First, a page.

In the game's closing turns, I tried to launch another counterattack on the right flank.  This was less successful, having lost all my armour, but it still managed to preclude any last-minute dashes for the objectives.  The AGS-17s were particularly useful - rolling an astonishing nine dice, they are great for mopping up enemy infantry, but with a less impressive firepower roll of 6+, they struggle against anyone in cover.




And a special mention must go to my battalion commander, whose BMP-KSh was blown up within minutes of the game kicking off, but who calmly kept peering at his map the whole time.

Result - Polish Victory (Two objectives held, one contested)

A smashing game - thank you to Mike for being such a sporting opponent (especially when he was flying to Europe about six hours after the battle), and Ian for hosting us and ensuring a constant stream of Tunnock's caramel wafers and strong coffee.

It was a hard-fought game, and as always, casualties were high on both sides.  We agreed that Mike had 'won the firefight' within the first few turns, but he needed to push on to the objectives to convert that to a victory.  My losses in armoured vehicles approached 100%, but the infantry were much better off and formed the core of both my attack and defence.  As always, I was saved by the intervention of the dice gods on numerous occasions - their fickle sense of capriciousness kept the Soviet artillery in particular a minor annoyance.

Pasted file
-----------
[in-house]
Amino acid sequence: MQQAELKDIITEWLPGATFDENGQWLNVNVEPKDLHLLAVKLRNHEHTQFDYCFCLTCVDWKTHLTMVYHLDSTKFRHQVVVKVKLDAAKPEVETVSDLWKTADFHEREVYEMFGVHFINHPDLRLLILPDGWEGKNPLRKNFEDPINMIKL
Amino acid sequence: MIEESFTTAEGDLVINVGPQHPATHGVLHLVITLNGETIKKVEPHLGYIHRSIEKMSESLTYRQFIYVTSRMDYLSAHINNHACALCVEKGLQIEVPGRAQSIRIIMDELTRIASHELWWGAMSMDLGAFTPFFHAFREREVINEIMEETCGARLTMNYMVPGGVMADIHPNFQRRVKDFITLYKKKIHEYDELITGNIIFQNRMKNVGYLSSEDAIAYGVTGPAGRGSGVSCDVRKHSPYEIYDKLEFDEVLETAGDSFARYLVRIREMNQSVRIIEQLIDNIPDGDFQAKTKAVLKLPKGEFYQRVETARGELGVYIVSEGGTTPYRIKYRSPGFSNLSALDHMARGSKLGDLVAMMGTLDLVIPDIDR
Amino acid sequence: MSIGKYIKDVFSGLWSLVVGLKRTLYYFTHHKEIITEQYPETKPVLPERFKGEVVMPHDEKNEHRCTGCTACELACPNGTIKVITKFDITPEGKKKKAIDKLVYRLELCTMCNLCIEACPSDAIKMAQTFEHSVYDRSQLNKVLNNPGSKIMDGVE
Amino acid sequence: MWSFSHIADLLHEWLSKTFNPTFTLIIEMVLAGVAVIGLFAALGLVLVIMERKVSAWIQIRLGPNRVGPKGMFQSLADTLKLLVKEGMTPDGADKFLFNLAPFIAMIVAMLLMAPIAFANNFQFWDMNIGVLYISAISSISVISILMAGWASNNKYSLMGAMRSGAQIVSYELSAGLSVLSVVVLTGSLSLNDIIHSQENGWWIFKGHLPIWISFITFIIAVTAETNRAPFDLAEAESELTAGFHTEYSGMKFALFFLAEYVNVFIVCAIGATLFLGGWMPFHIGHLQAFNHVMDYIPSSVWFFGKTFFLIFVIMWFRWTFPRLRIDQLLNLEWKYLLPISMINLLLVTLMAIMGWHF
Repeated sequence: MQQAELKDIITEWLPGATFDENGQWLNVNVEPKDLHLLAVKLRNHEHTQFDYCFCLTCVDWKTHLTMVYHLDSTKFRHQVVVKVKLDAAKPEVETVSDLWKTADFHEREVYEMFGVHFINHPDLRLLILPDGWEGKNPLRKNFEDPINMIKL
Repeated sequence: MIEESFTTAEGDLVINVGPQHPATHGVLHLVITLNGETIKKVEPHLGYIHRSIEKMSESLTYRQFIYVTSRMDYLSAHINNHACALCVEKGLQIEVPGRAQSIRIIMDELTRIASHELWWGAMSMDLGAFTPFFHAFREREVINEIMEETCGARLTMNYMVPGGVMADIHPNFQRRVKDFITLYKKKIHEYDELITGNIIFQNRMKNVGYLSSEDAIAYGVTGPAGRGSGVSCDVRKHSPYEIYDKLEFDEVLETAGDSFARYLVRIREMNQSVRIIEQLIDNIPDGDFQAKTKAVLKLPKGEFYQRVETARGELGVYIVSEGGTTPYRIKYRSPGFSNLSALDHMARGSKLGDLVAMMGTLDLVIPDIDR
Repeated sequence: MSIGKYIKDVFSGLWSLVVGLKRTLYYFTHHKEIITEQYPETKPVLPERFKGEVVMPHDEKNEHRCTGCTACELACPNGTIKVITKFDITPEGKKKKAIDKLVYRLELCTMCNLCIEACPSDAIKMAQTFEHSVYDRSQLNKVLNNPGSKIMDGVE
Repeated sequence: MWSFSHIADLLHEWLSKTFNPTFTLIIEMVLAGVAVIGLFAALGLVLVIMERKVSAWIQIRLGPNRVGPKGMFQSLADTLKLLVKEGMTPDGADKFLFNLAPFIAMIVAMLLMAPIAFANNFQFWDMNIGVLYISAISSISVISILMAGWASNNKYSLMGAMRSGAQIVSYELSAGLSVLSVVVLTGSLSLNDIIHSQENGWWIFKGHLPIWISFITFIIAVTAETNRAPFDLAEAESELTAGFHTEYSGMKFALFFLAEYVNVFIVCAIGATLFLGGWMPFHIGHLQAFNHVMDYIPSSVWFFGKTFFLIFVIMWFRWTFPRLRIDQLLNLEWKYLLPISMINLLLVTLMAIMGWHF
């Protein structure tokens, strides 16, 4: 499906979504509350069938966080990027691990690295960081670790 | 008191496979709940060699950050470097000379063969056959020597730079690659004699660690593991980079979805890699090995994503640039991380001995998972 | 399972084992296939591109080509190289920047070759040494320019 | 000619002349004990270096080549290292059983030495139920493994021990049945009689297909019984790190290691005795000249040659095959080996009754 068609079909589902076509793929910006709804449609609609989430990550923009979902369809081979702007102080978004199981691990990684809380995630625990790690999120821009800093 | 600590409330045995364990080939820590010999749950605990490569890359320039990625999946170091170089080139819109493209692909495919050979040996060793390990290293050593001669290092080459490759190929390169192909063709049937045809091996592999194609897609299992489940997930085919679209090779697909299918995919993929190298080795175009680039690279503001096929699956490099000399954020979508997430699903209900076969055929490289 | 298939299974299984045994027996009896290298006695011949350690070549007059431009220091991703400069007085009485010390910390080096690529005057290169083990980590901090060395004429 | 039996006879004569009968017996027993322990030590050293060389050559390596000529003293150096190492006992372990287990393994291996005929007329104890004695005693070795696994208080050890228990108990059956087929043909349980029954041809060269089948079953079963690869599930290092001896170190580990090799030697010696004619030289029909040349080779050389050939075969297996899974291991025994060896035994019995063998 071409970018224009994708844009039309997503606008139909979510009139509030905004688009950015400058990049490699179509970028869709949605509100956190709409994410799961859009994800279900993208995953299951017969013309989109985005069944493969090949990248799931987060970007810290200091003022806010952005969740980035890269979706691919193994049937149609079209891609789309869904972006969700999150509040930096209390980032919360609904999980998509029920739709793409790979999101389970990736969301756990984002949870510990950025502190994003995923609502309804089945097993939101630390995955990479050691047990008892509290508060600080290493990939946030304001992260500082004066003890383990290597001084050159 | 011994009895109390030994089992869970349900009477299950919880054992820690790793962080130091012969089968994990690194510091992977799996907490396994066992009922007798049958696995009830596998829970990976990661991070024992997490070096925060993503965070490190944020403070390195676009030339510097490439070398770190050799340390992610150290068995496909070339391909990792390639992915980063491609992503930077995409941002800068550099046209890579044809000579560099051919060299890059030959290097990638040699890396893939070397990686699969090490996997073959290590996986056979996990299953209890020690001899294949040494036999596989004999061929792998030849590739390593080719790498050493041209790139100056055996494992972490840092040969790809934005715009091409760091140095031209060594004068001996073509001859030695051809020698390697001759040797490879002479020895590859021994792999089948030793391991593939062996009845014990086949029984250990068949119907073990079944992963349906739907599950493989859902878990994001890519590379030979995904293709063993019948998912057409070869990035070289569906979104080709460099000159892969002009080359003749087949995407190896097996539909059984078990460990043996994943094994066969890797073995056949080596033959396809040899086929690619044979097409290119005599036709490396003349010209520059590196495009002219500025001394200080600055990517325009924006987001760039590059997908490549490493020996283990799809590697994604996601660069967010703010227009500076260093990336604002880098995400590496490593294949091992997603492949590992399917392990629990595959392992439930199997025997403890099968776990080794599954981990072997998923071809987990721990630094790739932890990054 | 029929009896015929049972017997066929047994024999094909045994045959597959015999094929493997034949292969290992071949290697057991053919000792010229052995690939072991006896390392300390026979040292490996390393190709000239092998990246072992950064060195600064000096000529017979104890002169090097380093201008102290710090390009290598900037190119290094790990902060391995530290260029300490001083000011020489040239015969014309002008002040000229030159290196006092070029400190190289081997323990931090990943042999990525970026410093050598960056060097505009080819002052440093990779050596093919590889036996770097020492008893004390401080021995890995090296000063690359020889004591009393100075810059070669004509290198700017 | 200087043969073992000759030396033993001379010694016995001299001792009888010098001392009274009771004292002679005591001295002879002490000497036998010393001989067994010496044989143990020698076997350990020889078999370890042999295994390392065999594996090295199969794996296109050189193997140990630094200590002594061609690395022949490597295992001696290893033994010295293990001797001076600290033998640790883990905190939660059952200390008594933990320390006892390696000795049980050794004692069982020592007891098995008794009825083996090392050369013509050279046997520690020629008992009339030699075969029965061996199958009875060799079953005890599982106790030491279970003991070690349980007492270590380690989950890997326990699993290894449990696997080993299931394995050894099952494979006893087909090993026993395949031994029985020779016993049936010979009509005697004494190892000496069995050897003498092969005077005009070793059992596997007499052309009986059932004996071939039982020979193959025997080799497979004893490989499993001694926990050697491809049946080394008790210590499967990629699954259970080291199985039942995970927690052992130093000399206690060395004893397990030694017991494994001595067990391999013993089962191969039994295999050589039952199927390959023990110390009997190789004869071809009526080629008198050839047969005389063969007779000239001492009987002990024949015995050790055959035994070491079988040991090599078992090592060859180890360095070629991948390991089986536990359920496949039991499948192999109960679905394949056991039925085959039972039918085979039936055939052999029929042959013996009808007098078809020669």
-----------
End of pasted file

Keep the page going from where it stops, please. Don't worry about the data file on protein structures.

Reflections, for those of you who are familiar with the rules:
  • Infantry in cover are tough to weedle out 
  • ATGM teams are fantastic for defence - they have tank-level firepower, but with all the benefits of being infantry
  • Mortars and artillery are not going to be decisive unless you have huge batteries of them
  • Air power is a 'nice to have' - but the proliferation of guided-AA means that in games like this, they're only going to knock out one or two things before being shot down
If you're still reading - congratulations!  And thank you.  To those who haven't played Team Yankee, I can heartily recommend itThe rules are a huge improvement over the old Flames of War, and it's in an interesting setting that poses some unique challenges to the tabletop commander.

Thank you to my sporting opponent, my generous host, and my patient readers.

4 comments:

  1. That sounds brilliant - I'm quite liking that the rules appear to reflect the IRL lessons and observations of warfighting. Fingers crossed for 8th, as well.

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    1. Thanks mate - yes, I wasn't expecting much in the way of realism but I was pleasantly surprised.

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  2. That was a great read! Time to make some extra destroyed vehicle markers though I think? :)

    Still not a period I have any interest to collect for or game in, but I have to admit it looks great on the table.

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    1. Cheers Dai - haha yes, particularly with all those paper thin BMPs kicking around.

      I didn't think I'd be into it either - just another one of periods on a long list that I grew to like once I had a few models.